Unless you’ve been living in a cave with no access to the news, you’re aware of Wednesday’s near tragedy on a baseball field. You may be interested in reading many of the morning stories, which almost to a newspaper, TV show and columnist say it’s time for congress and the citizens to work together. Below are some of those headlines.
The baseball game between the Republicans and Democrats, will be played tonight at 7:05 PM.
New York Times: Shaken Lawmakers Soften Partisan Tone While Uniting in Concern
Representative Chuck Fleischmann stood just outside the House chamber in the Capitol on Wednesday morning recounting his harrowing survival of a shooting rampage aimed at a group of lawmakers practicing for an annual charity baseball game. He was still wearing his cleats and red jersey with “Republicans” emblazoned across the front.
But for once, such party labels were not the defining trait. Badly shaken members of Congress — both Democratic and Republican — were united in concern for those wounded and in shock at the events as they assessed where the nation’s increasingly harsh political climate had led them: an early-morning playing field sprayed with gunshots that could have killed dozens of their colleagues, aides, security personnel and volunteers involved with the game.
Wall Street Journal: Political Disorder Syndrome
Public Theater should cancel its Trump assassination play. But it won’t.
James T. Hodgkinson, who on Wednesday shot Republican Rep. Steve Scalise and four others, posted this on his Facebook page March 22: “Trump is a Traitor. Trump Has Destroyed Our Democracy. It’s Time to Destroy Trump & Co.”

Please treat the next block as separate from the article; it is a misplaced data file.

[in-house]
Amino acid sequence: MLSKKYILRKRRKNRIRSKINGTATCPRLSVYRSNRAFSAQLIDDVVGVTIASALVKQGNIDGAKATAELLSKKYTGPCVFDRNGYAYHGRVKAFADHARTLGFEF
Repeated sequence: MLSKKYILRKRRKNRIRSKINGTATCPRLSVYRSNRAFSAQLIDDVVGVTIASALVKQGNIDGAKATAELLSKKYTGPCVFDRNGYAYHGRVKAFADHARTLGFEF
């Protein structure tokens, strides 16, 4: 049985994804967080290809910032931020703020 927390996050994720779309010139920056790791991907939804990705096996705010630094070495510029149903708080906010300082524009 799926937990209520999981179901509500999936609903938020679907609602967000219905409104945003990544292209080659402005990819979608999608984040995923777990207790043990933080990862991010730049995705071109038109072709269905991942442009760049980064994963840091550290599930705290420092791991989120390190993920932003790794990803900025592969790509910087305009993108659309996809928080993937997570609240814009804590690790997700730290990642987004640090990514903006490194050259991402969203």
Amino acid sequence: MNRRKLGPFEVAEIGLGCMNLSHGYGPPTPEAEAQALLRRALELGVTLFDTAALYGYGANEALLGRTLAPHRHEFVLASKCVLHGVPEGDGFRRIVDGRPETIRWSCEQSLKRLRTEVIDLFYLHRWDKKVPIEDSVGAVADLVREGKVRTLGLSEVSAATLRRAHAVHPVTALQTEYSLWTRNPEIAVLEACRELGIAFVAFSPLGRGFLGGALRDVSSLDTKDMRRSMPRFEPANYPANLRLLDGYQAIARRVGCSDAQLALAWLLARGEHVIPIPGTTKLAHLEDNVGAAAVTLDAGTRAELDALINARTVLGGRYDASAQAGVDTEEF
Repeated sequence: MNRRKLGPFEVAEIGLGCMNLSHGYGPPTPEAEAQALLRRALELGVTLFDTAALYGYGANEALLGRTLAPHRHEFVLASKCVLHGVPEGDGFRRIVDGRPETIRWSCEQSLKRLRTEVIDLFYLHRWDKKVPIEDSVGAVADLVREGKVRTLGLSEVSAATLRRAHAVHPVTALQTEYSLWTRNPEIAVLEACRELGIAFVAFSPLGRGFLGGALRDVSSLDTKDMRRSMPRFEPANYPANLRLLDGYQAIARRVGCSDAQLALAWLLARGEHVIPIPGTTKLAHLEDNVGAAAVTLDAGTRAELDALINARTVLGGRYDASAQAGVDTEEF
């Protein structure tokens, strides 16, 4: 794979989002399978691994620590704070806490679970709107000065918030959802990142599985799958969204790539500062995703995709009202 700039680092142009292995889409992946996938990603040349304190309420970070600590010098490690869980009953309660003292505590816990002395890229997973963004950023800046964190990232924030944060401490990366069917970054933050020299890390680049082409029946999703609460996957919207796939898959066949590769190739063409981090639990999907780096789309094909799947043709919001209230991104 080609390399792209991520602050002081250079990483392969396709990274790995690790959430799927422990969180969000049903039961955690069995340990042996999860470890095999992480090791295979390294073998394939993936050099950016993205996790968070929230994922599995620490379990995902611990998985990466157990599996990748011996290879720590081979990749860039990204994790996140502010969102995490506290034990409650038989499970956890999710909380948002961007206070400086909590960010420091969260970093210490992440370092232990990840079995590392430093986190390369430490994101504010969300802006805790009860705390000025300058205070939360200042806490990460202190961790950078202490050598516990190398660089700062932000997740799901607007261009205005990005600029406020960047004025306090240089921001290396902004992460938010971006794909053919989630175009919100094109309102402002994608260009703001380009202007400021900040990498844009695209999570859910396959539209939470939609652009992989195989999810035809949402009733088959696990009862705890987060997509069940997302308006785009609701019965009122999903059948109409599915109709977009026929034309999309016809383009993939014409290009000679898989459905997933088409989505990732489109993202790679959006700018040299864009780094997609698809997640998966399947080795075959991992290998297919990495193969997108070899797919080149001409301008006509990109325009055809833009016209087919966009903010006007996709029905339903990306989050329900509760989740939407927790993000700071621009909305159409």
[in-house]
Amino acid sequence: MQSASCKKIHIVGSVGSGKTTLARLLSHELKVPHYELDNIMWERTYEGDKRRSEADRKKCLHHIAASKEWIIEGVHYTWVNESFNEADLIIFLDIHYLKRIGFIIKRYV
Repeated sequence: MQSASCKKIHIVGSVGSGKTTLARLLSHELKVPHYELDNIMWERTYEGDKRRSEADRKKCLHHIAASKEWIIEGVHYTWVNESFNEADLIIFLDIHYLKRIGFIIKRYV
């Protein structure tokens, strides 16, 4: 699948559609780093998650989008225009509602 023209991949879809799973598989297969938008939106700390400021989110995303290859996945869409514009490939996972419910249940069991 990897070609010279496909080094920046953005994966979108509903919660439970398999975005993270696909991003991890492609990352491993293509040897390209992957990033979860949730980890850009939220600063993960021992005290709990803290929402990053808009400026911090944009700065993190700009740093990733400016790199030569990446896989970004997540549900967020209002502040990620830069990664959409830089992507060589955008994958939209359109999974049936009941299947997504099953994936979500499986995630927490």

Sitting in the dying light of World War I, the poet T.S. Eliot wrote, “I had not thought death had undone so many.” What’s our excuse? Displays of political or social excess seem to be everywhere. Whatever once fastened the doors of people’s minds to something secure and stable has become unhinged.
RealClearPolitics (AP Story): Congress Seeks Normalcy, Heads Back to Work After Shooting
Five weeks after Pearl Harbor was attacked, Franklin Roosevelt received a handwritten letter from Kennesaw Mountain Landis, the former Tennessee judge who had been appointed by baseball owners in the wake of the 1919 “Black Sox” scandal to restore the sport’s reputation.
Would playing the 1942 season, Landis asked the president, help or hurt the war effort? “My dear Judge,” FDR replied the following day. “I honestly feel that it would be best for the country to keep baseball going.”
TheHill: The Memo: After shooting, soul-searching on United States’ polarization
The fierce heat of political debate in an increasingly polarized nation took center stage Wednesday after a gunman with left-leaning political views opened fire on GOP lawmakers practicing for the Congressional Baseball Game.
Republicans said they felt as if they had been hunted by the shooter, whom the FBI named as 66-year-old James Hodgkinson of Belleville, Ill.
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